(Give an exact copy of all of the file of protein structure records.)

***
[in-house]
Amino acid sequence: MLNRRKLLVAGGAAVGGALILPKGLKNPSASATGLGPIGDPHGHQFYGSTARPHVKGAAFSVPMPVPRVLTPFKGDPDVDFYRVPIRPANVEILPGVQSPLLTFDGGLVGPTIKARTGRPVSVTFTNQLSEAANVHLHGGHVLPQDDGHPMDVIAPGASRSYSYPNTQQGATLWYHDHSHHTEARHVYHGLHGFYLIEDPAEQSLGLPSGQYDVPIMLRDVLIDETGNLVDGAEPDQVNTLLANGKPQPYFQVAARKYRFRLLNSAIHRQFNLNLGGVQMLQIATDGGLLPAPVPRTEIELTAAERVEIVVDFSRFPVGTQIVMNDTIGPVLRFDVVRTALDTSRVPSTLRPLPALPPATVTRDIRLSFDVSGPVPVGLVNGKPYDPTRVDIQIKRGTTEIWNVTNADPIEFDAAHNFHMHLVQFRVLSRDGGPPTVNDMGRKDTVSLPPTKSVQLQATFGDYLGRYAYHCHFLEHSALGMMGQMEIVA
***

[in-house]
Amino acid sequence: MLNRRKLLVAGGAAVGGALILPKGLKNPSASATGLGPIGDPHGHQFYGSTARPHVKGAAFSVPMPVPRVLTPFKGDPDVDFYRVPIRPANVEILPGVQSPLLTFDGGLVGPTIKARTGRPVSVTFTNQLSEAANVHLHGGHVLPQDDGHPMDVIAPGASRSYSYPNTQQGATLWYHDHSHHTEARHVYHGLHGFYLIEDPAEQSLGLPSGQYDVPIMLRDVLIDETGNLVDGAEPDQVNTLLANGKPQPYFQVAARKYRFRLLNSAIHRQFNLNLGGVQMLQIATDGGLLPAPVPRTEIELTAAERVEIVVDFSRFPVGTQIVMNDTIGPVLRFDVVRTALDTSRVPSTLRPLPALPPATVTRDIRLSFDVSGPVPVGLVNGKPYDPTRVDIQIKRGTTEIWNVTNADPIEFDAAHNFHMHLVQFRVLSRDGGPPTVNDMGRKDTVSLPPTKSVQLQATFGDYLGRYAYHCHFLEHSALGMMGQMEIVA